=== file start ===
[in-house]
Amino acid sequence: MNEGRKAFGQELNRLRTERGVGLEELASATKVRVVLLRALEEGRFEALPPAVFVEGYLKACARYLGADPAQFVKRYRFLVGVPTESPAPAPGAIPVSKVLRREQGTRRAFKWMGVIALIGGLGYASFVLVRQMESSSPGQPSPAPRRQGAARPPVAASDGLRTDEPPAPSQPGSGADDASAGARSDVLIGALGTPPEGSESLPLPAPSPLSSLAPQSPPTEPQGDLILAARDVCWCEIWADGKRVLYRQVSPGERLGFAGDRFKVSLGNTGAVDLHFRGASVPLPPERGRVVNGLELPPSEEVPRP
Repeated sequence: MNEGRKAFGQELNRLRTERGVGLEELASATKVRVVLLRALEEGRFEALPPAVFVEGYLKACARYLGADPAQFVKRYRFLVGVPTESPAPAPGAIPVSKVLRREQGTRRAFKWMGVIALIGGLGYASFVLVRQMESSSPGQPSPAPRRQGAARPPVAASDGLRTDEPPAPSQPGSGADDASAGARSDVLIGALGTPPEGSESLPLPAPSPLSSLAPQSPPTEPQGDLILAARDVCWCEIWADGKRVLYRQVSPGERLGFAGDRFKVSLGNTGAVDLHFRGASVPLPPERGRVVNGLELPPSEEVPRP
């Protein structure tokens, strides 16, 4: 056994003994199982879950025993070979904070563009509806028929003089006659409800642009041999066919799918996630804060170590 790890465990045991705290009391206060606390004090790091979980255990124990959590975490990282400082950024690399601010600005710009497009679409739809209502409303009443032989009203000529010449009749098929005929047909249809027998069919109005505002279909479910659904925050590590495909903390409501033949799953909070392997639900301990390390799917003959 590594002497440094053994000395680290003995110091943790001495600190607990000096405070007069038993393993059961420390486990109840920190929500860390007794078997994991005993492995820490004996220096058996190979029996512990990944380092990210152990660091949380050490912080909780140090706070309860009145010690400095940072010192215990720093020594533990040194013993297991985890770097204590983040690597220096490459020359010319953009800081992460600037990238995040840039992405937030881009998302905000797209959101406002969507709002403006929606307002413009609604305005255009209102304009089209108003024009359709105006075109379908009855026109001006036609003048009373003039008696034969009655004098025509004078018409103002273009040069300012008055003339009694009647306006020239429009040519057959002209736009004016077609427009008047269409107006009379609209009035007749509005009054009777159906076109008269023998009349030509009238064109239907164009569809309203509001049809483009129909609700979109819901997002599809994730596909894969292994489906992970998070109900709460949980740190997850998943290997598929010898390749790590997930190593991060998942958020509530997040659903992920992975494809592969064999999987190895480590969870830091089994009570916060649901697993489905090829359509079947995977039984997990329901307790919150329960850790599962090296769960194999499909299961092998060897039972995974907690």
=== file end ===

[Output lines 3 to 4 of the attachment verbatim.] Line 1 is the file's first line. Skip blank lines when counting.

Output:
Repeated sequence: MNEGRKAFGQELNRLRTERGVGLEELASATKVRVVLLRALEEGRFEALPPAVFVEGYLKACARYLGADPAQFVKRYRFLVGVPTESPAPAPGAIPVSKVLRREQGTRRAFKWMGVIALIGGLGYASFVLVRQMESSSPGQPSPAPRRQGAARPPVAASDGLRTDEPPAPSQPGSGADDASAGARSDVLIGALGTPPEGSESLPLPAPSPLSSLAPQSPPTEPQGDLILAARDVCWCEIWADGKRVLYRQVSPGERLGFAGDRFKVSLGNTGAVDLHFRGASVPLPPERGRVVNGLELPPSEEVPRP
């Protein structure tokens, strides 16, 4: 056994003994199982879950025993070979904070563009509806028929003089006659409800642009041999066919799918996630804060170590 790890465990045991705290009391206060606390004090790091979980255990124990959590975490990282400082950024690399601010600005710009497009679409739809209502409303009443032989009203000529010449009749098929005929047909249809027998069919109005505002279909479910659904925050590590495909903390409501033949799953909070392997639900301990390390799917003959 590594002497440094053994000395680290003995110091943790001495600190607990000096405070007069038993393993059961420390486990109840920190929500860390007794078997994991005993492995820490004996220096058996190979029996512990990944380092990210152990660091949380050490912080909780140090706070309860009145010690400095940072010192215990720093020594533990040194013993297991985890770097204590983040690597220096490459020359010319953009800081992460600037990238995040840039992405937030881009998302905000797209959101406002969507709002403006929606307002413009609604305005255009209102304009089209108003024009359709105006075109379908009855026109001006036609003048009373003039008696034969009655004098025509004078018409103002273009040069300012008055003339009694009647306006020239429009040519057959002209736009004016077609427009008047269409107006009379609209009035007749509005009054009777159906076109008269023998009349030509009238064109239907164009569809309203509001049809483009129909609700979109819901997002599809994730596909894969292994489906992970998070109900709460949980740190997850998943290997598929010898390749790590997930190593991060998942958020509530997040659903992920992975494809592969064999999987190895480590969870830091089994009570916060649901697993489905090829359509079947995977039984997990329901307790919150329960850790599962090296769960194999499909299961092998060897039972995974907690």